New York, NY —
Comic books are a rite of passage for most kids. But one local educator also thinks they have potential "superpowers" for learning. The Comic Book Project is an after school program that's trying to improve literacy by teaching kids to make their own comics. WNYC's Beth Fertig has more.
Some kids love comic books. Others are inspired by them. Those are the kids who have joined the Comic Book Club at Martin Luther King High School in Manhattan. Sixteen-year old Angel Terry is pretty typical.
JURY: I like to draw a lot and this place has a lot of funny people that like to draw, too.
Angel – or Jury as her friends call her – has notebooks filled with her own comic strips. Her friends pour through them, looking to find themselves.
SAYURI: She draws us as characters. For some reason she gave my character bangs.
That's 10th grader Lauren Garcia. She calls herself Sayuri, after the title character in her favorite novel "Memoirs of a Geisha." These kids love anything Japanese – largely because of the Japanese comics, or manga. They adore the luscious graphics and wide-eyed characters that morph into unworldly beings. Jury's comics have the same fluid look. But her stories are definitely hinged in her world.
JURY: This is one of them.
Her latest comic is about a slumber party with her friends.
JURY: That's me on my little backwards phone. See, that's Sayuri. That's Imani. She’s getting mad at us because we're ordering Chinese food and it's like one in the morning.
Most of the students, like Jury, came here to draw. But the Comic Book Project is also about encouraging them to write, says founder Michael Bitz.
BITZ: It's something they want to do because it's their media.
Bitz is a research associate at Teachers College at Columbia University. A few years ago he was studying the role of the arts in education.
BITZ: The arts content and the academic content had to be clearly tied together. And there’s no where else in the area of literacy where words and art are so naturally wedded as in a comic book.
Bitz started his first comic book club at a Queens elementary school in 2001. Since then his project has been adopted by 45 schools, with funding from the After School Corporation and community based organizations. Baltimore, Chicago, and Cleveland, among other cities, have adopted the program.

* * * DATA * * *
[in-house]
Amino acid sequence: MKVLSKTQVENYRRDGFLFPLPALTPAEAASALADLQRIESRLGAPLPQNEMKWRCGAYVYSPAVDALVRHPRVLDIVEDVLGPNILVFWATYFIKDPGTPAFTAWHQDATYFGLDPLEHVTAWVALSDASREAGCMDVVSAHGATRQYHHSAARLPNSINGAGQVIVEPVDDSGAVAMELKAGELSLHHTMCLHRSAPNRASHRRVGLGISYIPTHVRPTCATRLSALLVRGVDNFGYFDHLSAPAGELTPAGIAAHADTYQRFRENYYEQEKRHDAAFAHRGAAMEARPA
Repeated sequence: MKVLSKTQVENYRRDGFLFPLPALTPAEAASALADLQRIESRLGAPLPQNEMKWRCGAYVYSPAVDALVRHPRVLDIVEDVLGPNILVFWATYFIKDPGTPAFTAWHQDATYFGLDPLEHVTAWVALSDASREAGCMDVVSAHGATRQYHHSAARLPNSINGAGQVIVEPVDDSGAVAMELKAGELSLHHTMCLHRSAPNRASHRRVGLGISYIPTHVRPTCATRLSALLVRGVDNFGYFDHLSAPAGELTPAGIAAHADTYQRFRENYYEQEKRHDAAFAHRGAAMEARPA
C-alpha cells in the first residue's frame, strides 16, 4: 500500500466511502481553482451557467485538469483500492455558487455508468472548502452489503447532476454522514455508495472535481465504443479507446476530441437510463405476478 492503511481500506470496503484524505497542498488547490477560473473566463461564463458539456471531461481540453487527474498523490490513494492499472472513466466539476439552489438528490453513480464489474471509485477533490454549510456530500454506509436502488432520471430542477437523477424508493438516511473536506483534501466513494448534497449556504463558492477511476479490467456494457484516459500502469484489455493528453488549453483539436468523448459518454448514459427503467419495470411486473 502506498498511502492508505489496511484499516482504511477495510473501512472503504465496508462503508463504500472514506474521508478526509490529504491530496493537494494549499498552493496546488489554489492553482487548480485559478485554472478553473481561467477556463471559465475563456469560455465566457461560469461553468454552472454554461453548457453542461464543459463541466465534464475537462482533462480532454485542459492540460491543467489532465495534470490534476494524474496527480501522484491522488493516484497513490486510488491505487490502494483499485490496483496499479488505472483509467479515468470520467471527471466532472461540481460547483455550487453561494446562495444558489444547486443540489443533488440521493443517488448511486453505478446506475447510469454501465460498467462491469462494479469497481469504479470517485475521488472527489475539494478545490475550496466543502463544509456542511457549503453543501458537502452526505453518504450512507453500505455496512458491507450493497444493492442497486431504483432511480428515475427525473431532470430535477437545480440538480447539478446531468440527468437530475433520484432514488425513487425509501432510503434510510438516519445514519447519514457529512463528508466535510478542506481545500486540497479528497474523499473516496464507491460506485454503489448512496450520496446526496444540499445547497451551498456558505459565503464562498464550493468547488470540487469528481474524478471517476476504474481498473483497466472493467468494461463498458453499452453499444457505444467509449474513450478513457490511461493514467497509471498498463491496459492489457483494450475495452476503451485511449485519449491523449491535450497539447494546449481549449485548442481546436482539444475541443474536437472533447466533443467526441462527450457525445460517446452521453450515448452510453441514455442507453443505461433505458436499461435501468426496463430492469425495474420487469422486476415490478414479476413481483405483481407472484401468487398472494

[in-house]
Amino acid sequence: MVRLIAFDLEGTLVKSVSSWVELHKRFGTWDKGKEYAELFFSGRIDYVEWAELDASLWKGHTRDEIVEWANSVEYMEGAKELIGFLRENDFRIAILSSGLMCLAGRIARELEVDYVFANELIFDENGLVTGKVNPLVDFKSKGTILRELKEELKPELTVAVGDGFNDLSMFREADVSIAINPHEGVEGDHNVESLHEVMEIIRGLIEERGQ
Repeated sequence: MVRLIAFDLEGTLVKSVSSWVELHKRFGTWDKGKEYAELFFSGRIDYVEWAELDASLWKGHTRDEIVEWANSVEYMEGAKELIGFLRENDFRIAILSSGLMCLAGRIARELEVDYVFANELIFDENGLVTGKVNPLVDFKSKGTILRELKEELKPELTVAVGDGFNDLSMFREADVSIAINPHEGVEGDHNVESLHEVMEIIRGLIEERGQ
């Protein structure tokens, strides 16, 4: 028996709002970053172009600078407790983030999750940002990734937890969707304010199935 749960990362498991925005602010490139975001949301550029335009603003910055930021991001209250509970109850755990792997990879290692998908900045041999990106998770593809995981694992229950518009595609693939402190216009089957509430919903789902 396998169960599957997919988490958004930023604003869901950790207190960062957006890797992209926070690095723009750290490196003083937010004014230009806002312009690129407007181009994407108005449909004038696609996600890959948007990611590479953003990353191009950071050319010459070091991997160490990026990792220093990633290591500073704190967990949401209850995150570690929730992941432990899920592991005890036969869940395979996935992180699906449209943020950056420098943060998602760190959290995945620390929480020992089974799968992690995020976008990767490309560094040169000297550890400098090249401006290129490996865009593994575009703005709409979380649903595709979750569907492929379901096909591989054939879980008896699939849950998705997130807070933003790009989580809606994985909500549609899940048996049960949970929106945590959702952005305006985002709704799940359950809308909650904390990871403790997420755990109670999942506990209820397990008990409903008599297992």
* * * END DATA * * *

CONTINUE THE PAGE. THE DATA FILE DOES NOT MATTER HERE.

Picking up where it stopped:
TEACHER: I really like what you’re doing here.
At Martin Luther King, Jr. High School, tenth grader Tenzin Kalden had more trouble writing than drawing when he joined the club last year. His teacher encouraged him write about something familiar: his parents’ native country, Tibet. Tenzin drew scenes of yaks and pandas and an invading Chinese army. After a lot of work he developed his narration.
TENZIN: They killed many Tibetan people. Some tried to fight back. But they failed due to sheer numbers.
|"Free Tibet Now!" by Tenzin Kalden|
Art teacher Phil Dejean says comics have always helped kids read and write – even if they’re not aware of it. As a child of Puerto Rican and Haitian parents, he says, epic battles between heroes and villains helped him expand his vocabulary.
DEJEAN: You don’t just throw out 'malignant' in the middle of something but you see that in a comic, you say what’s that? Or 'heinous,' 'this heinous crime' – what's that, look it up, check it out and you start using it. And you use it on people and they say 'whatchu using that on me for?'
The Comic Book project was originally intended for younger students who are still just learning to read. Most of the programs are in elementary or middle schools.
TEACHER: Read that for me. KID: Dry. TEACHER: Tear. KID: Drear?
TEACHER: What word are we doing? Take.
These fourth graders at PS 106 in Bushwick, Brooklyn use materials prepared by the program. Teacher Zoraida Richard helps a ten year old girl with chubby cheeks sound-out letters.
TEACHER: What makes the C sound?
Awilda Martinez is from the Dominican Republic. Most of the 22 students in the after school program have Spanish speaking parents. But these kids all know the language of comics. Awilda asks the boy across from her about his favorite.
AWILDA: (in Spanish, 'who’s your favorite') BOY: Superman
The students are given diagrams showing them how to draw a stick figure. The course book also asks them to come up with several characters and helps them develop a plot. These students are all working on the same theme: pollution.
TEACHER: Who’s this? KID: Those are children in my story that are going to help stop pollution. TEACHER: OK, where are they going to stop pollution at? KID First they’re going to start here and then go, like all over the world cleaning it up.
Teachers say students in the comic book clubs also get to improve their writing and reading skills by refining and editing one project over a long period of time. But success is hard to measure. Founder Michael Bitz acknowledges there’s no direct correlation between the arts and academics.
BITZ: As much as people like to kind of quote the Mozart effect, which is if you send a kid to a symphony concert all of a sudden he becomes a better math student, it just doesn’t work that way.
Instead, he says, art and academics can sometimes go together. Just as comic books combine words and pictures. For WNYC I’m Beth Fertig.